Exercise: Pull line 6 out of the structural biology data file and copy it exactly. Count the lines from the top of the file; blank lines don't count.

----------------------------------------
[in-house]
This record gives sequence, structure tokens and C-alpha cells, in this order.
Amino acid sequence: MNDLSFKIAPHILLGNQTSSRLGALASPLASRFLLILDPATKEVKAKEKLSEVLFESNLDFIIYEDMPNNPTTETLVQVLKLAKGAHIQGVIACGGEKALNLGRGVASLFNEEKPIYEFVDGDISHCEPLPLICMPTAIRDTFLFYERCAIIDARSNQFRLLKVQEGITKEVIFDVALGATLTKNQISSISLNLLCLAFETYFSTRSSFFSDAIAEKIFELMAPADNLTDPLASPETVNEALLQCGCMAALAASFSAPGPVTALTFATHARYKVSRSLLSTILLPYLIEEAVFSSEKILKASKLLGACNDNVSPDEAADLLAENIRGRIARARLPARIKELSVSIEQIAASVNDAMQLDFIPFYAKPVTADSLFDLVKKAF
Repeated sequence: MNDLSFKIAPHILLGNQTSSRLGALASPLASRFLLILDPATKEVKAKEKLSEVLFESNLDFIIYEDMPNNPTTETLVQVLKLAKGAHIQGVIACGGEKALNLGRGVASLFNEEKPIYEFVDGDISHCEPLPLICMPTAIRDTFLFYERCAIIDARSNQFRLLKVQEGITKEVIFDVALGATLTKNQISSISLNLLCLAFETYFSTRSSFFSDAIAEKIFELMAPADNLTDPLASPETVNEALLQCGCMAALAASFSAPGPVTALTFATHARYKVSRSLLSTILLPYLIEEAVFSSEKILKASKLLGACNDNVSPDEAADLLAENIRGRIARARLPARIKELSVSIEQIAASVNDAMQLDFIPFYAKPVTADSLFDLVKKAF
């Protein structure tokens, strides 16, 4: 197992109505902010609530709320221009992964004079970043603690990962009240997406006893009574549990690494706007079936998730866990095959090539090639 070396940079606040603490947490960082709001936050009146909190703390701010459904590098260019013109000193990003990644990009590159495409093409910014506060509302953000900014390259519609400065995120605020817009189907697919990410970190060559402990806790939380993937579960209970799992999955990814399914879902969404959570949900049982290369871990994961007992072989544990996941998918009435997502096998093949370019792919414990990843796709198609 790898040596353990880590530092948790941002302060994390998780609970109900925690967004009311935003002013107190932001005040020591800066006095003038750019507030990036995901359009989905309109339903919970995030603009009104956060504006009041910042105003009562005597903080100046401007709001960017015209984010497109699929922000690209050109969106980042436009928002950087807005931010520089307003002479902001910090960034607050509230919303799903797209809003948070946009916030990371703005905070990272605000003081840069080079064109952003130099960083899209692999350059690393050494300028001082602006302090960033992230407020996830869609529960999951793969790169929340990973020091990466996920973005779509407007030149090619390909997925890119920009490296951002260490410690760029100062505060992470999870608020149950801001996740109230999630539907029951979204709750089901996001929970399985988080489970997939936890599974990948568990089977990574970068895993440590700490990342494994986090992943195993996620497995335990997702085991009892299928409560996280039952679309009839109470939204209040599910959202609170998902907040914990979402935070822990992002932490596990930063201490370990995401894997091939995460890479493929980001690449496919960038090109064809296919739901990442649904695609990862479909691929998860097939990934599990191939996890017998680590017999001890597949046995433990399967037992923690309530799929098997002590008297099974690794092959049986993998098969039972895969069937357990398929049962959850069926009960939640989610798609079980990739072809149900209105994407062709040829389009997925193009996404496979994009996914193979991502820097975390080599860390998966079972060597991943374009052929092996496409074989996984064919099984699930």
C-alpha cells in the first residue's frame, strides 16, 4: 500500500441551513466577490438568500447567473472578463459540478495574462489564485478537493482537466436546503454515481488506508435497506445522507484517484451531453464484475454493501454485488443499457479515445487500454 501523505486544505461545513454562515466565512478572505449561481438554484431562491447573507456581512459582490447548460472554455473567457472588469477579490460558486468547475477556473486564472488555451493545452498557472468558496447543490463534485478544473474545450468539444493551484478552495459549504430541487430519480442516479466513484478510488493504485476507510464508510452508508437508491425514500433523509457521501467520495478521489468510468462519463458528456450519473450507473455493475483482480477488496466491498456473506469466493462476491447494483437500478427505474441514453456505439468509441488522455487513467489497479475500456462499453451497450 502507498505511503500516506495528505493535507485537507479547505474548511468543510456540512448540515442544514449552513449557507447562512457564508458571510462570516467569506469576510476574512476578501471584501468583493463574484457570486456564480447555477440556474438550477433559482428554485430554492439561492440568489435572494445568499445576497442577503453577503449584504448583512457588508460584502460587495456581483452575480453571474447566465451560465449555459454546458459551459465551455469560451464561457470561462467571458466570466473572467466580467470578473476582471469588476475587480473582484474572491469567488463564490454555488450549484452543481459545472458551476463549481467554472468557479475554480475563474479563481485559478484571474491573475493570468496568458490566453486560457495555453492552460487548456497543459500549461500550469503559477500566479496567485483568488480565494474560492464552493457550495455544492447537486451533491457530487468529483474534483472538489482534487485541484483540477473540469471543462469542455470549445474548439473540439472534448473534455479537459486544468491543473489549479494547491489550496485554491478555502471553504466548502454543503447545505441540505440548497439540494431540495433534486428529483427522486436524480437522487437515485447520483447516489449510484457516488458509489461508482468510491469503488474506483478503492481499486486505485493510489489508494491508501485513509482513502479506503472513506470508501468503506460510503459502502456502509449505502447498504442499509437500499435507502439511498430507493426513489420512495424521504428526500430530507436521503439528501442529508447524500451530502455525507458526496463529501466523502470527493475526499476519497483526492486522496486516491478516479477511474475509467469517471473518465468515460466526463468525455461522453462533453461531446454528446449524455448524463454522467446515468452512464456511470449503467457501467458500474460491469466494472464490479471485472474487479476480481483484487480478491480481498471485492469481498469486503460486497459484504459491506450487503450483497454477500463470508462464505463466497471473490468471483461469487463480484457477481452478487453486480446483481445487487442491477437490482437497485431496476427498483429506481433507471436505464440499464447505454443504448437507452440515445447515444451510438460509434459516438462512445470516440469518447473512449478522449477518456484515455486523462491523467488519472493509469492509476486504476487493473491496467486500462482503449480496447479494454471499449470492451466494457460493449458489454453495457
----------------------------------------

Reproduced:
C-alpha cells in the first residue's frame, strides 16, 4: 500500500441551513466577490438568500447567473472578463459540478495574462489564485478537493482537466436546503454515481488506508435497506445522507484517484451531453464484475454493501454485488443499457479515445487500454 501523505486544505461545513454562515466565512478572505449561481438554484431562491447573507456581512459582490447548460472554455473567457472588469477579490460558486468547475477556473486564472488555451493545452498557472468558496447543490463534485478544473474545450468539444493551484478552495459549504430541487430519480442516479466513484478510488493504485476507510464508510452508508437508491425514500433523509457521501467520495478521489468510468462519463458528456450519473450507473455493475483482480477488496466491498456473506469466493462476491447494483437500478427505474441514453456505439468509441488522455487513467489497479475500456462499453451497450 502507498505511503500516506495528505493535507485537507479547505474548511468543510456540512448540515442544514449552513449557507447562512457564508458571510462570516467569506469576510476574512476578501471584501468583493463574484457570486456564480447555477440556474438550477433559482428554485430554492439561492440568489435572494445568499445576497442577503453577503449584504448583512457588508460584502460587495456581483452575480453571474447566465451560465449555459454546458459551459465551455469560451464561457470561462467571458466570466473572467466580467470578473476582471469588476475587480473582484474572491469567488463564490454555488450549484452543481459545472458551476463549481467554472468557479475554480475563474479563481485559478484571474491573475493570468496568458490566453486560457495555453492552460487548456497543459500549461500550469503559477500566479496567485483568488480565494474560492464552493457550495455544492447537486451533491457530487468529483474534483472538489482534487485541484483540477473540469471543462469542455470549445474548439473540439472534448473534455479537459486544468491543473489549479494547491489550496485554491478555502471553504466548502454543503447545505441540505440548497439540494431540495433534486428529483427522486436524480437522487437515485447520483447516489449510484457516488458509489461508482468510491469503488474506483478503492481499486486505485493510489489508494491508501485513509482513502479506503472513506470508501468503506460510503459502502456502509449505502447498504442499509437500499435507502439511498430507493426513489420512495424521504428526500430530507436521503439528501442529508447524500451530502455525507458526496463529501466523502470527493475526499476519497483526492486522496486516491478516479477511474475509467469517471473518465468515460466526463468525455461522453462533453461531446454528446449524455448524463454522467446515468452512464456511470449503467457501467458500474460491469466494472464490479471485472474487479476480481483484487480478491480481498471485492469481498469486503460486497459484504459491506450487503450483497454477500463470508462464505463466497471473490468471483461469487463480484457477481452478487453486480446483481445487487442491477437490482437497485431496476427498483429506481433507471436505464440499464447505454443504448437507452440515445447515444451510438460509434459516438462512445470516440469518447473512449478522449477518456484515455486523462491523467488519472493509469492509476486504476487493473491496467486500462482503449480496447479494454471499449470492451466494457460493449458489454453495457